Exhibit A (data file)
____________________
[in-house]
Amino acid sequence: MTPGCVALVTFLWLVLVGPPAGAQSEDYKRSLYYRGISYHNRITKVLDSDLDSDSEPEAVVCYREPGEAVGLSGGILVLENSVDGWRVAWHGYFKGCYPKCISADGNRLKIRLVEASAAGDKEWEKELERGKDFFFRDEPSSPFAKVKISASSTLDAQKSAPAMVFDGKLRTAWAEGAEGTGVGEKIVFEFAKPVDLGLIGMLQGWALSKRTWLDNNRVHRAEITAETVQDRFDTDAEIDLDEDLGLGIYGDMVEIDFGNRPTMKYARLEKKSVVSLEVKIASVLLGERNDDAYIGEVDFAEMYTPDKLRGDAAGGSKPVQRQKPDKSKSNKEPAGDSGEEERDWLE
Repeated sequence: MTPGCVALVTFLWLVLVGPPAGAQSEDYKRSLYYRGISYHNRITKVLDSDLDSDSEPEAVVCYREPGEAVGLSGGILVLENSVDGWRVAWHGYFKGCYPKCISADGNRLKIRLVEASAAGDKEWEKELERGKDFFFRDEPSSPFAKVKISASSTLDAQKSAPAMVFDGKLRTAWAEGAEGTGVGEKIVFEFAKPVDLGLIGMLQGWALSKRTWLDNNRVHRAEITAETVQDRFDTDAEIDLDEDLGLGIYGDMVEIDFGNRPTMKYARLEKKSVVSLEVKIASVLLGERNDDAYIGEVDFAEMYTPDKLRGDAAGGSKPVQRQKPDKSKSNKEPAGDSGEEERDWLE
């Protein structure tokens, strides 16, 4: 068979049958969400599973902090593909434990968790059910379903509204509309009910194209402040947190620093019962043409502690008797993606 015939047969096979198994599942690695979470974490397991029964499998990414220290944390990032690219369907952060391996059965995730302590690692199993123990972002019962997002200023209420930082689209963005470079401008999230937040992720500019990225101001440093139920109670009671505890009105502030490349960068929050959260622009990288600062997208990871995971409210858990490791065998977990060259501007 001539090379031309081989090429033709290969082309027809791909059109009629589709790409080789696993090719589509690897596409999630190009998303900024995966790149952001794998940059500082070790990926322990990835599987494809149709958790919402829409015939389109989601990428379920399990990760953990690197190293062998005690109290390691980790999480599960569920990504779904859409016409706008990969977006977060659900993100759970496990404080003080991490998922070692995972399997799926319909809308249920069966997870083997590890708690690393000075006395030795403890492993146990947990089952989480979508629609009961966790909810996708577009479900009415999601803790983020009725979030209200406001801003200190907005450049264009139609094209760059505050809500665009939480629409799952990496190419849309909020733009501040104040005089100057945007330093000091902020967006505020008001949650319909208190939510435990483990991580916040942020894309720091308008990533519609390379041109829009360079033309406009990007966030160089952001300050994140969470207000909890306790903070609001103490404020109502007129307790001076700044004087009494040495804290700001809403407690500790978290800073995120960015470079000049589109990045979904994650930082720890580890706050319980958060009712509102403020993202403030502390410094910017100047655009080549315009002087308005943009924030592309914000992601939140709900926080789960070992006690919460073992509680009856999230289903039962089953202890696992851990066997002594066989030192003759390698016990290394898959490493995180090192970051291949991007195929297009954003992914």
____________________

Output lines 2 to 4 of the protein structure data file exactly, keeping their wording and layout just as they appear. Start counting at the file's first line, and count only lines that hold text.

Amino acid sequence: MTPGCVALVTFLWLVLVGPPAGAQSEDYKRSLYYRGISYHNRITKVLDSDLDSDSEPEAVVCYREPGEAVGLSGGILVLENSVDGWRVAWHGYFKGCYPKCISADGNRLKIRLVEASAAGDKEWEKELERGKDFFFRDEPSSPFAKVKISASSTLDAQKSAPAMVFDGKLRTAWAEGAEGTGVGEKIVFEFAKPVDLGLIGMLQGWALSKRTWLDNNRVHRAEITAETVQDRFDTDAEIDLDEDLGLGIYGDMVEIDFGNRPTMKYARLEKKSVVSLEVKIASVLLGERNDDAYIGEVDFAEMYTPDKLRGDAAGGSKPVQRQKPDKSKSNKEPAGDSGEEERDWLE
Repeated sequence: MTPGCVALVTFLWLVLVGPPAGAQSEDYKRSLYYRGISYHNRITKVLDSDLDSDSEPEAVVCYREPGEAVGLSGGILVLENSVDGWRVAWHGYFKGCYPKCISADGNRLKIRLVEASAAGDKEWEKELERGKDFFFRDEPSSPFAKVKISASSTLDAQKSAPAMVFDGKLRTAWAEGAEGTGVGEKIVFEFAKPVDLGLIGMLQGWALSKRTWLDNNRVHRAEITAETVQDRFDTDAEIDLDEDLGLGIYGDMVEIDFGNRPTMKYARLEKKSVVSLEVKIASVLLGERNDDAYIGEVDFAEMYTPDKLRGDAAGGSKPVQRQKPDKSKSNKEPAGDSGEEERDWLE
């Protein structure tokens, strides 16, 4: 068979049958969400599973902090593909434990968790059910379903509204509309009910194209402040947190620093019962043409502690008797993606 015939047969096979198994599942690695979470974490397991029964499998990414220290944390990032690219369907952060391996059965995730302590690692199993123990972002019962997002200023209420930082689209963005470079401008999230937040992720500019990225101001440093139920109670009671505890009105502030490349960068929050959260622009990288600062997208990871995971409210858990490791065998977990060259501007 001539090379031309081989090429033709290969082309027809791909059109009629589709790409080789696993090719589509690897596409999630190009998303900024995966790149952001794998940059500082070790990926322990990835599987494809149709958790919402829409015939389109989601990428379920399990990760953990690197190293062998005690109290390691980790999480599960569920990504779904859409016409706008990969977006977060659900993100759970496990404080003080991490998922070692995972399997799926319909809308249920069966997870083997590890708690690393000075006395030795403890492993146990947990089952989480979508629609009961966790909810996708577009479900009415999601803790983020009725979030209200406001801003200190907005450049264009139609094209760059505050809500665009939480629409799952990496190419849309909020733009501040104040005089100057945007330093000091902020967006505020008001949650319909208190939510435990483990991580916040942020894309720091308008990533519609390379041109829009360079033309406009990007966030160089952001300050994140969470207000909890306790903070609001103490404020109502007129307790001076700044004087009494040495804290700001809403407690500790978290800073995120960015470079000049589109990045979904994650930082720890580890706050319980958060009712509102403020993202403030502390410094910017100047655009080549315009002087308005943009924030592309914000992601939140709900926080789960070992006690919460073992509680009856999230289903039962089953202890696992851990066997002594066989030192003759390698016990290394898959490493995180090192970051291949991007195929297009954003992914």